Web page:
Ever since we first saw the nightmarish artwork produced by Google DeepDream and the ridiculous faux paintings produced from neural style transfer, we’ve been aware of the ways machine learning can be applied to visual art. With commercially available trained models and automated pipelines for generating images from relatively small training sets, it’s now possible for developers without theoretical knowledge of machine learning to easily generate images, provided they have sufficient access to GPUs. Filmmaker [Kira Bursky] took this a step further, creating a surreal short film that features characters and textures produced from image sets.
She began with about 150 photos of her face, 200 photos of film locations, 4600 photos of past film productions, and 100 drawings as the main datasets.
Using GAN models for nebulas, faces, and skyscrapers in RunwayML, she found the results from training her face set disintegrated, realistic, and painterly. Many of the images continue to evoke aspects of her original face with distortions, although whether that is the model identifying a feature common to skyscrapers and faces or our own bias towards facial recognition is up to the viewer.
On the other hand, the results of training the film set photos on models of faces and bedrooms produced abstract textures and “surreal and eerie faces like a fever dream”. Perhaps, unlike the familiar anchors of facial features, it’s the lack of recognizable characteristics in the transformed images that gives them such a surreal feel.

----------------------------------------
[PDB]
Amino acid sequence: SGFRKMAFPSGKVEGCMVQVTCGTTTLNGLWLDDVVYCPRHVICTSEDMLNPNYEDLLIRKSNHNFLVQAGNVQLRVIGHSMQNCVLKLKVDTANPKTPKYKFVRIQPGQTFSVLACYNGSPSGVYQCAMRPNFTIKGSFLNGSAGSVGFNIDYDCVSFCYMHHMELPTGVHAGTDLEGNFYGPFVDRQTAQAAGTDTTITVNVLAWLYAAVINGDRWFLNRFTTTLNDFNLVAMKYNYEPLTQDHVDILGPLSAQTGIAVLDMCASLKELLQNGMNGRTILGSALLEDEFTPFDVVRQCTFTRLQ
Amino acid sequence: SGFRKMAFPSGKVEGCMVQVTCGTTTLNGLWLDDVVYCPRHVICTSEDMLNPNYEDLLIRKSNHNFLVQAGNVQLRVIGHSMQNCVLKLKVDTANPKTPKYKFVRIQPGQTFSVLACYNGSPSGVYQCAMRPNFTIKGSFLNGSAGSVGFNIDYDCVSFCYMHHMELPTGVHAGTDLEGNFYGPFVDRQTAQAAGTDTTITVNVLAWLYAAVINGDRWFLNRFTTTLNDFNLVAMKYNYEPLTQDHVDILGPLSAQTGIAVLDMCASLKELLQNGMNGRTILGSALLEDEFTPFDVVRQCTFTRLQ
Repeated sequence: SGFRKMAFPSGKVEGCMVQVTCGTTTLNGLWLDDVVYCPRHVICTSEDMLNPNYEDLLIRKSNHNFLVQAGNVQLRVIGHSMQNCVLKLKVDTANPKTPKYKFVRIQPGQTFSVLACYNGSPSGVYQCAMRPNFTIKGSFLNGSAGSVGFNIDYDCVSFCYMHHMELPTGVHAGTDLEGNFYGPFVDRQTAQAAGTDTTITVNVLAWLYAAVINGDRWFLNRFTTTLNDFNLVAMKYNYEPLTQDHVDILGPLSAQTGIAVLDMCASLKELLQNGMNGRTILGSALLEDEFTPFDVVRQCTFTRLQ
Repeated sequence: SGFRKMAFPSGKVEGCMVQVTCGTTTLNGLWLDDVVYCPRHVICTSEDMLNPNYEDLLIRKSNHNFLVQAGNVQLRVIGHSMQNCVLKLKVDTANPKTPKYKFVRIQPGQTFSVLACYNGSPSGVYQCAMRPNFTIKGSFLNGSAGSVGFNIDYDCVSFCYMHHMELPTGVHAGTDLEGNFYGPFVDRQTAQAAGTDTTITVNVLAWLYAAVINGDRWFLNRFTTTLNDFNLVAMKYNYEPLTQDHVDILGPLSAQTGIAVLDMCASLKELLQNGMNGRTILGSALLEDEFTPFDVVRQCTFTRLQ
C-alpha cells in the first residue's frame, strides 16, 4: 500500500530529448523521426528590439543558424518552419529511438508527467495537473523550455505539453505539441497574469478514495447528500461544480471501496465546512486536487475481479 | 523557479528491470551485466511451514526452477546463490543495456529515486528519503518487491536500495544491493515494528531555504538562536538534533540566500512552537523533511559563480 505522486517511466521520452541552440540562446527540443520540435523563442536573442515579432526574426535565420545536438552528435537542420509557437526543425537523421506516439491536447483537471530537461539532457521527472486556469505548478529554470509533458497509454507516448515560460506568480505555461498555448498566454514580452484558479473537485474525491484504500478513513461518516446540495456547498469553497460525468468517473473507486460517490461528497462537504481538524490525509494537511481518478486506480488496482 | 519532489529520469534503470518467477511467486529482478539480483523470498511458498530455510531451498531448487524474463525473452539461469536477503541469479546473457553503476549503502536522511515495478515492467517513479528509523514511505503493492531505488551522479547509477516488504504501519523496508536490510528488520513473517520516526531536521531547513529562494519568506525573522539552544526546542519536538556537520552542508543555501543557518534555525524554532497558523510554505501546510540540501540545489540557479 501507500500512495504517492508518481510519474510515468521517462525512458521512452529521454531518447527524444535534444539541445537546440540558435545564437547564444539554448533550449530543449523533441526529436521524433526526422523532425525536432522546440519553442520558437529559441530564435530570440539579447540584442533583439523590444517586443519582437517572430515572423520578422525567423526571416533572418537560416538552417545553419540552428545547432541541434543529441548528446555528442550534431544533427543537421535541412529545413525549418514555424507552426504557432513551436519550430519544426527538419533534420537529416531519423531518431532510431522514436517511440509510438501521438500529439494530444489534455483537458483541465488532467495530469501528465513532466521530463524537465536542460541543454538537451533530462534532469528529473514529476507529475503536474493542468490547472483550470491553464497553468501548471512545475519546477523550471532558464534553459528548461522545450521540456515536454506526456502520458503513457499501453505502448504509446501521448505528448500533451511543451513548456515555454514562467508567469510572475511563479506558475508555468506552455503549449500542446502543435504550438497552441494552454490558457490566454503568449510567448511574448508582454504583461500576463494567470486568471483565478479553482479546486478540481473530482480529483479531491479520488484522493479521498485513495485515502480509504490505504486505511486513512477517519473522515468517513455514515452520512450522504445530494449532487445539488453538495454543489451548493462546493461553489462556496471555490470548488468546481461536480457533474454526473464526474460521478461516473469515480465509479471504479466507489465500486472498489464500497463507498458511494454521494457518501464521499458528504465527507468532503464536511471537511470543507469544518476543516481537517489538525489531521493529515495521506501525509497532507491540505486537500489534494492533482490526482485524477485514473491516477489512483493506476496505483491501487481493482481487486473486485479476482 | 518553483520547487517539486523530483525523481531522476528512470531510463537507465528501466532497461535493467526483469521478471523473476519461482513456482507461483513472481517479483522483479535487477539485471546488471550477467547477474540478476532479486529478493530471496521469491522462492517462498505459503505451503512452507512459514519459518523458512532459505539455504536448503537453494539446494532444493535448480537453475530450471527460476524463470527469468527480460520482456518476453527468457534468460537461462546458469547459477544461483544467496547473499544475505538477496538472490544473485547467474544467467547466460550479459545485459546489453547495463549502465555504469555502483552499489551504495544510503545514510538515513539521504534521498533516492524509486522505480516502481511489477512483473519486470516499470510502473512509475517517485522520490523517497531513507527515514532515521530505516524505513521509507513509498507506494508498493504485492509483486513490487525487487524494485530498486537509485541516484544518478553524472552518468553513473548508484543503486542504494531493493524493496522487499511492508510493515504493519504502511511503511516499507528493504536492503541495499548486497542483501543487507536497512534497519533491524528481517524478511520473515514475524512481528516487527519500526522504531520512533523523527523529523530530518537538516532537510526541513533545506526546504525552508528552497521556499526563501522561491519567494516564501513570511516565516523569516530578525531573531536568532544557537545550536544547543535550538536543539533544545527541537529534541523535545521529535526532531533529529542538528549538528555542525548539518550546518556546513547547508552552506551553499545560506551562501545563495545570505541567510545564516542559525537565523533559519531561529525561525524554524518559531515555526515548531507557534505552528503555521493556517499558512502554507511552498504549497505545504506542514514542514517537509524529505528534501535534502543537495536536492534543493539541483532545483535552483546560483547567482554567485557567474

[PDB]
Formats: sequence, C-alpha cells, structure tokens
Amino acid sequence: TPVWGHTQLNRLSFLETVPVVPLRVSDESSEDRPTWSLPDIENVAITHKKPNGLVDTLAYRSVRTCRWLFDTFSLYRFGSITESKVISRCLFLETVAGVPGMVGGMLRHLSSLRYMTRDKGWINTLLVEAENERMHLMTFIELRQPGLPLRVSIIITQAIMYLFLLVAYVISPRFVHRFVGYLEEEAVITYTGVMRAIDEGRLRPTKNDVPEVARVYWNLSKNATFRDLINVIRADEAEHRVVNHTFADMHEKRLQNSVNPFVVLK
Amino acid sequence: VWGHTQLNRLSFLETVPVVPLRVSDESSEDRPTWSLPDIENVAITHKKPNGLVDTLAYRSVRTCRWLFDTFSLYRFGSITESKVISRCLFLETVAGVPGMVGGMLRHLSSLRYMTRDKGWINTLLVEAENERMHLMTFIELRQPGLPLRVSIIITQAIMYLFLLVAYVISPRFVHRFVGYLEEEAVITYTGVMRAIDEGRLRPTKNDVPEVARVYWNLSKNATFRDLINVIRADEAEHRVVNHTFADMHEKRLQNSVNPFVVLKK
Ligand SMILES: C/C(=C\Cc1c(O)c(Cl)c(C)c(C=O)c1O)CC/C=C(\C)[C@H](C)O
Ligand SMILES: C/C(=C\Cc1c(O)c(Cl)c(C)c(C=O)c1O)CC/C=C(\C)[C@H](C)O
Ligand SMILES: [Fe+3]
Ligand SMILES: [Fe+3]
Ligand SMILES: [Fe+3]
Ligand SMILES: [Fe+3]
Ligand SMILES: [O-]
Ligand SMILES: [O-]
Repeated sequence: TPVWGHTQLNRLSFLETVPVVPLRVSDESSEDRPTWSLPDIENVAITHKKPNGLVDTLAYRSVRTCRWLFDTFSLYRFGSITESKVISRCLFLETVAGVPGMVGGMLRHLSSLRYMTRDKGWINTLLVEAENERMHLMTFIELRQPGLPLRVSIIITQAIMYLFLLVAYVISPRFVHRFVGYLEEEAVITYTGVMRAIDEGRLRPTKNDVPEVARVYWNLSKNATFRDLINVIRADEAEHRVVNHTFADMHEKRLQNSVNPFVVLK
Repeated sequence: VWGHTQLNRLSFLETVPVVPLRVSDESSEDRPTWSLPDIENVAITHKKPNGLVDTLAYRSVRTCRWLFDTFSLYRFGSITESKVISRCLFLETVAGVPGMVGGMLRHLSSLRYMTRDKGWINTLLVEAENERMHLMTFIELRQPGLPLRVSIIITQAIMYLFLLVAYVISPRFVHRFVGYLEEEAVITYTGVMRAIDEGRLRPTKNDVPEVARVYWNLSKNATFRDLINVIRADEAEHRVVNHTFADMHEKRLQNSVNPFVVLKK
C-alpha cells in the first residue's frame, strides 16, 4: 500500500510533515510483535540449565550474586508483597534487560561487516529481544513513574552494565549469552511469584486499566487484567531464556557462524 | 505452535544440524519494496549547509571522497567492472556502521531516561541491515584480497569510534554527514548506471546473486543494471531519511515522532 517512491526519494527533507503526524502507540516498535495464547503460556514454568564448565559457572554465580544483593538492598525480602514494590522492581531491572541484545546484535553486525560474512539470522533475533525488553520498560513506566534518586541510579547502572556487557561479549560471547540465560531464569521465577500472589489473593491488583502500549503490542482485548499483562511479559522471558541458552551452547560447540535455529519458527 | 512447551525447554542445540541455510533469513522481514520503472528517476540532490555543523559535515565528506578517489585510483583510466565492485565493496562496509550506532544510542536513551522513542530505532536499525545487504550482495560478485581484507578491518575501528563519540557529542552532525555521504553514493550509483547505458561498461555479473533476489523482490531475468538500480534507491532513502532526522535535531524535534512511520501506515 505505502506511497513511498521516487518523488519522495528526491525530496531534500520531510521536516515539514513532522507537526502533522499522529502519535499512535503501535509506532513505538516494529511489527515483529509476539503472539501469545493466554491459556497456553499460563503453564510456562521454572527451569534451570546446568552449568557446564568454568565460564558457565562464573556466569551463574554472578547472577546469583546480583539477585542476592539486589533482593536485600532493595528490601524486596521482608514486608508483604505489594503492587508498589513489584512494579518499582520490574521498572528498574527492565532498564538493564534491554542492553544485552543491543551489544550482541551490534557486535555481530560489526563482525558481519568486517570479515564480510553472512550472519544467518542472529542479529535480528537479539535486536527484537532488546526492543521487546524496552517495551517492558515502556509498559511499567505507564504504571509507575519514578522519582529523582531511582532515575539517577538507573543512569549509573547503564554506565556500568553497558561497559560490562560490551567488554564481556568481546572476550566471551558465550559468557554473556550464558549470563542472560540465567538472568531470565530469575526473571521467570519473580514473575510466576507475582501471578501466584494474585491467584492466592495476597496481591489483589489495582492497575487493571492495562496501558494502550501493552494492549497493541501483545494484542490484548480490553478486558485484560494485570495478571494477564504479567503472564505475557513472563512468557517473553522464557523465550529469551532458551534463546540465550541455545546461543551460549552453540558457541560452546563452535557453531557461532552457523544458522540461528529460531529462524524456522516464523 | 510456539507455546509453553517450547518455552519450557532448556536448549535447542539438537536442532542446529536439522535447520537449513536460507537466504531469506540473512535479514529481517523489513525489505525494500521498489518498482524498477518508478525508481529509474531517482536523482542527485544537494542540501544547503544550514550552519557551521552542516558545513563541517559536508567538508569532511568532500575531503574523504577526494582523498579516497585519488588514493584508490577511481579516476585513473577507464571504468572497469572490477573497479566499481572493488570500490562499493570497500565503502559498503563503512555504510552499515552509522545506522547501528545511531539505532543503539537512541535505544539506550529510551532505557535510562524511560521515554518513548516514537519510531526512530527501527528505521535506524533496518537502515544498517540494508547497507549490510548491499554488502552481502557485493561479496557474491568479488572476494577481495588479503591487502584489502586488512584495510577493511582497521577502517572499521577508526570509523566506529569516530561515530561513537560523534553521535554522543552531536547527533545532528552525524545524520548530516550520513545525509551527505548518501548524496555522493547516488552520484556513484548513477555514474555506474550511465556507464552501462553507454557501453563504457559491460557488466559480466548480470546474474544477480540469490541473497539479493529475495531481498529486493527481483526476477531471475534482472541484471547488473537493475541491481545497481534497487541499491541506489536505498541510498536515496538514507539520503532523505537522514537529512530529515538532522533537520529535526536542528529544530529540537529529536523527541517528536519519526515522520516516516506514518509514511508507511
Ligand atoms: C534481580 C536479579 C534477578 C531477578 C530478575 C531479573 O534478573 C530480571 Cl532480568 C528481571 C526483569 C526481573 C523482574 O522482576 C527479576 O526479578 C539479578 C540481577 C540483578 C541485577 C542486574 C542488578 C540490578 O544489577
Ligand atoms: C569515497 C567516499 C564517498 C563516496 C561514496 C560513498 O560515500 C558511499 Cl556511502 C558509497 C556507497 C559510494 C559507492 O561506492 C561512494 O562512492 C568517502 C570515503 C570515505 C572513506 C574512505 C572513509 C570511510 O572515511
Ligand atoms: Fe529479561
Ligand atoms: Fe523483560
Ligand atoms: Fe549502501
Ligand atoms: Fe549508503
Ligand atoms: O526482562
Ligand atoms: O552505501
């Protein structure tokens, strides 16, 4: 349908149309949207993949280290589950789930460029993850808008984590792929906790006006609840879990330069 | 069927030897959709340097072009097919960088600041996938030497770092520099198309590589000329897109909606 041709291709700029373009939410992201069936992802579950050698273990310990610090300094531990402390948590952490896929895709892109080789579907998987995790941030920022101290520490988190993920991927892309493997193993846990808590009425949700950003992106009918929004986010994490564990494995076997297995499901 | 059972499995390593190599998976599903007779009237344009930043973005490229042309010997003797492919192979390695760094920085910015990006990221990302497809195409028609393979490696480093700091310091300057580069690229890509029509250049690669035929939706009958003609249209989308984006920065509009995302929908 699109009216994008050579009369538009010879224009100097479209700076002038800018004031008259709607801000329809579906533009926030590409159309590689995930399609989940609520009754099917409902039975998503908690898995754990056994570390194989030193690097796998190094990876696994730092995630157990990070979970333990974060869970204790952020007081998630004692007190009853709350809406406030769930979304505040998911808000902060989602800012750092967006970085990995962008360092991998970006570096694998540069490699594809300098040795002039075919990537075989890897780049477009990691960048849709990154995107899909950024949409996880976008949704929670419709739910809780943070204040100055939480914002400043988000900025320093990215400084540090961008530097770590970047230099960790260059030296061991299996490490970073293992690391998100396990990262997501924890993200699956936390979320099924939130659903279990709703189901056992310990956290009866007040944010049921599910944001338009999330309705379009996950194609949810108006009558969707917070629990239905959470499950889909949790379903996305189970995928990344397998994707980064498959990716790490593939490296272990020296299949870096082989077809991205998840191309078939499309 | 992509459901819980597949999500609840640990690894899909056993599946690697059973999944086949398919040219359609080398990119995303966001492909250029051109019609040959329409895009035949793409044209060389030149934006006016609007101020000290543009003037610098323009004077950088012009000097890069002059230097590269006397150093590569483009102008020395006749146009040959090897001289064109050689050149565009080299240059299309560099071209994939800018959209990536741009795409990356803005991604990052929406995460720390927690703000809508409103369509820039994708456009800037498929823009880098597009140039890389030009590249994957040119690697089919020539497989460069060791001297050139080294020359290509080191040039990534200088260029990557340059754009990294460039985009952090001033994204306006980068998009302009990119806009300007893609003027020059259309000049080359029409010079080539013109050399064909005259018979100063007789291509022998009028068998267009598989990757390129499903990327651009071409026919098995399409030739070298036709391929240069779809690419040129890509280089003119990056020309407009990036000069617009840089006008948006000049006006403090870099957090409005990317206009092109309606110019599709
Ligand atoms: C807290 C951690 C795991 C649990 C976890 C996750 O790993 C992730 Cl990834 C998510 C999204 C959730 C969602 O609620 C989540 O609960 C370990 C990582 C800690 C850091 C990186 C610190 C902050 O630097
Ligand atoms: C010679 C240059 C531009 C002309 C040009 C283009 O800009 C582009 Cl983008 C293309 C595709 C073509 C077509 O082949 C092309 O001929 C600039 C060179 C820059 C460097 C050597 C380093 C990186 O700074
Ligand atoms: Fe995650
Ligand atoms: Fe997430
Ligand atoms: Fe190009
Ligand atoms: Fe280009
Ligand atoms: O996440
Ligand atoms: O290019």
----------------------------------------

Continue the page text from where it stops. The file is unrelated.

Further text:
[Kira] certainly uses these results to her advantage, brainstorming a concept for a short film that revolves around her main character experiencing nightmares. Although her objective was to use her results to convey a series of emotionally striking scenes, the models she uses to produce these scenes are also quite interesting.
She started off by using the MiDaS model, created by a team of researchers from ETH Zurich and Intel, for generating monocular depth maps. The results associated levels inside of an image with their appropriate depth in relation to one another. She also used the MASK R-CNN for masking out the backgrounds in generated faces and combined her generated images in Photoshop to create the main character for her short film.
In order to simulate the character walking, she used the Liquid Warping GAN, a framework for human motion imitation and appearance transfer, created by a team from ShanghaiTech University and Tencent AI Lab. This allowed her to take her original images and synthesize results from reference poses of herself going through the motions of walking by using a 3D body mesh recovery module. Later on, she applied similar techniques for motion tracking on her faces, running them through the First Order Motion Model to simulate different emotions. She went on to join her facial movements with her character using After Effects.
Bringing the results together, she animated a 3D camera blur using the depth map videos to create a less disorienting result by providing anchor points for the viewers and creating a displacement map to heighten the sense of depth and movement within the scenes. In After Effects, she also overlaid dust and film grain effects to give the final result a crisper look. The result is a surprisingly cinematic film entirely made of images and videos generated from machine learning models. With the help of the depth adjustments, it almost looks like something that you might see in a nightmare.
Check out the result below: